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Three key states are relevant in considering future nuclear proliferation in Latin America: Argentina, Brazil, and Venezuela. Argentina and Brazil are critical because of their relatively advanced nuclear capabilities. For historical and geopolitical reasons, neither Argentina nor Brazil is likely to reactive nuclear weapons programs. Venezuela’s President, Hugo Chávez, has repeatedly demonstrated interest in developing a nuclear program, yet Venezuela lacks any serious nuclear expertise. Even if it had the managerial and technological capacity, the lead-time to develop an indigenous nuclear program would be measured in decades. Acquisition of nuclear technology from international sources would be difficult because members of the Nuclear Suppliers Group would insist on safeguards, and potential non-Nuclear Suppliers Group (NSG) suppliers are highly surveilled, risking the exposure of such a program before Venezuela could put a deterrent into place.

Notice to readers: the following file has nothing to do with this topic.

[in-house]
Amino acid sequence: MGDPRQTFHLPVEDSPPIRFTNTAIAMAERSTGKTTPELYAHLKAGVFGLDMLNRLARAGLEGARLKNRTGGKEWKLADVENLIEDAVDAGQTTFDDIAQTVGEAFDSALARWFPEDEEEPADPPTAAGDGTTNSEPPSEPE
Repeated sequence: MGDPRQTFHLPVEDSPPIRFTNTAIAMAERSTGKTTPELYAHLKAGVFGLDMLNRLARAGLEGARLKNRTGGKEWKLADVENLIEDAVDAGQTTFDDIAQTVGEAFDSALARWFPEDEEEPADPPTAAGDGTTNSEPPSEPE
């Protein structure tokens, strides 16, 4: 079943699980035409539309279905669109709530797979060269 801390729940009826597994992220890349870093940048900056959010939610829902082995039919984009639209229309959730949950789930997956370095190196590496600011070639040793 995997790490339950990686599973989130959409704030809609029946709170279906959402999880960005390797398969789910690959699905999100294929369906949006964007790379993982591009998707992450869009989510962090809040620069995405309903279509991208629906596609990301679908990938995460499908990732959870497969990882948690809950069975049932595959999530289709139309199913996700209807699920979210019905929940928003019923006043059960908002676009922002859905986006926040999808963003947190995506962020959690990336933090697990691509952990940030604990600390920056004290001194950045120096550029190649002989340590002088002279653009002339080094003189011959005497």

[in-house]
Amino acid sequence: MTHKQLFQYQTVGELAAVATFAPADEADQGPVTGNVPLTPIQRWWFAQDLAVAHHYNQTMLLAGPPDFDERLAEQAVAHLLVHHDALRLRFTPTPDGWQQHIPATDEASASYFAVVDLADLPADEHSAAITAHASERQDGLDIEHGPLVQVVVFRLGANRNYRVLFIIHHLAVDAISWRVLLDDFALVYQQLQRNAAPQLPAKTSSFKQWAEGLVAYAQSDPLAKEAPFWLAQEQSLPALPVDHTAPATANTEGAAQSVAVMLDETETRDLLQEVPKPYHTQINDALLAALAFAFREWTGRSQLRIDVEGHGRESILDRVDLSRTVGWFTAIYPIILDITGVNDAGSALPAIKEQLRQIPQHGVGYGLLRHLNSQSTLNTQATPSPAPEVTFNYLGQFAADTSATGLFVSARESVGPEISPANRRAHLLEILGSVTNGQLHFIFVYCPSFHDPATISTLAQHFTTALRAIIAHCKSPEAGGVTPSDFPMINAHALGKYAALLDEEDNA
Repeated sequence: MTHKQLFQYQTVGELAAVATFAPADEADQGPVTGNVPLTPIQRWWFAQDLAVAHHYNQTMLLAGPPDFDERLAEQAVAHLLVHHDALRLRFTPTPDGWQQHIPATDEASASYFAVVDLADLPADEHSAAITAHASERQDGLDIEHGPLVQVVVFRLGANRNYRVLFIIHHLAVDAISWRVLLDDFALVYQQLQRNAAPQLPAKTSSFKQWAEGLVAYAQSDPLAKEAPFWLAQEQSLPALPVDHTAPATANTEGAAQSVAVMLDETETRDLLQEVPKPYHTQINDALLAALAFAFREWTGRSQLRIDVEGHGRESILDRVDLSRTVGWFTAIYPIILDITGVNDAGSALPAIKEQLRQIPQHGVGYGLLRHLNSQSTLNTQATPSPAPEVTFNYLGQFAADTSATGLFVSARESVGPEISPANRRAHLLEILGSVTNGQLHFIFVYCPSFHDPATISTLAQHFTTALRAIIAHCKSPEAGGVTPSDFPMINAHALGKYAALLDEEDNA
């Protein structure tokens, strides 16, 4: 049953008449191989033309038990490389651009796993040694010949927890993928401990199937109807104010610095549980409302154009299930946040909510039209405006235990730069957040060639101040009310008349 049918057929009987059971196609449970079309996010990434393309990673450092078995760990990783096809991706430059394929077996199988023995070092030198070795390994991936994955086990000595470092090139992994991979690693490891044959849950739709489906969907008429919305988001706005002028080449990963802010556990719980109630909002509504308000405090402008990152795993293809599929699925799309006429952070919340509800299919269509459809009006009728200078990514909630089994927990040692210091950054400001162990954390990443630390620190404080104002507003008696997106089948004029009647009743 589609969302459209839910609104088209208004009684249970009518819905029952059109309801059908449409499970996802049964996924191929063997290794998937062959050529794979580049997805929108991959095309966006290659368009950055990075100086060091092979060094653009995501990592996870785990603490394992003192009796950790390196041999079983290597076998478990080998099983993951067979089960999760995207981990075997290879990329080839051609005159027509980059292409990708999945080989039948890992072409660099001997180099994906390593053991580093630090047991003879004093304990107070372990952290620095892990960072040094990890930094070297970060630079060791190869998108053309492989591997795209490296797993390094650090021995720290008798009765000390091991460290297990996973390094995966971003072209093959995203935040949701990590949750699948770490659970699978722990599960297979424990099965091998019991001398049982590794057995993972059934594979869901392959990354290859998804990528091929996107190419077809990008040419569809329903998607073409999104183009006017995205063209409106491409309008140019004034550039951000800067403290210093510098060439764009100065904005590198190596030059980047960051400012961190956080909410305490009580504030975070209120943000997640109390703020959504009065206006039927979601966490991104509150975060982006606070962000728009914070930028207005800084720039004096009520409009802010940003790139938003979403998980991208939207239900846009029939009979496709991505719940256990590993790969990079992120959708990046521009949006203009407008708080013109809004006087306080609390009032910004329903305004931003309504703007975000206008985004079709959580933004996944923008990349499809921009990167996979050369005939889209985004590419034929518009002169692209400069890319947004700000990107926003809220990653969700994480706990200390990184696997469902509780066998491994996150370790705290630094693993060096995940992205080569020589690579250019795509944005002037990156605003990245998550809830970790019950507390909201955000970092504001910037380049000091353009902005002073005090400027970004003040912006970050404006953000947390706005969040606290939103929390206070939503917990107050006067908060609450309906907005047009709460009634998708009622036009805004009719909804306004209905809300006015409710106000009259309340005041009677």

While South American states have historically opposed nuclear weapons, their acquisition by Brazil and Argentina would lead to little more than diplomatic condemnation. Brazil and Argentina are both geopolitically satisfied powers that are deeply embedded in a regional security community. On the other hand, Venezuela under President Chávez is perceived as a revisionist power seeking a transformation of the international system. Venezuelan acquisition of nuclear weapons would be met with alarm by the United States and Colombia, and it would prompt nuclear weapons development by Brazil and possibly Argentina, more for reasons of preserving regional leadership and prestige than for fear of a Venezuelan threat.
Trinkunas, Harold A., "Latin America: Nuclear Capabilities, Intentions and Threat Perceptions" (2011). Western Hemisphere Security Analysis Center. 41.
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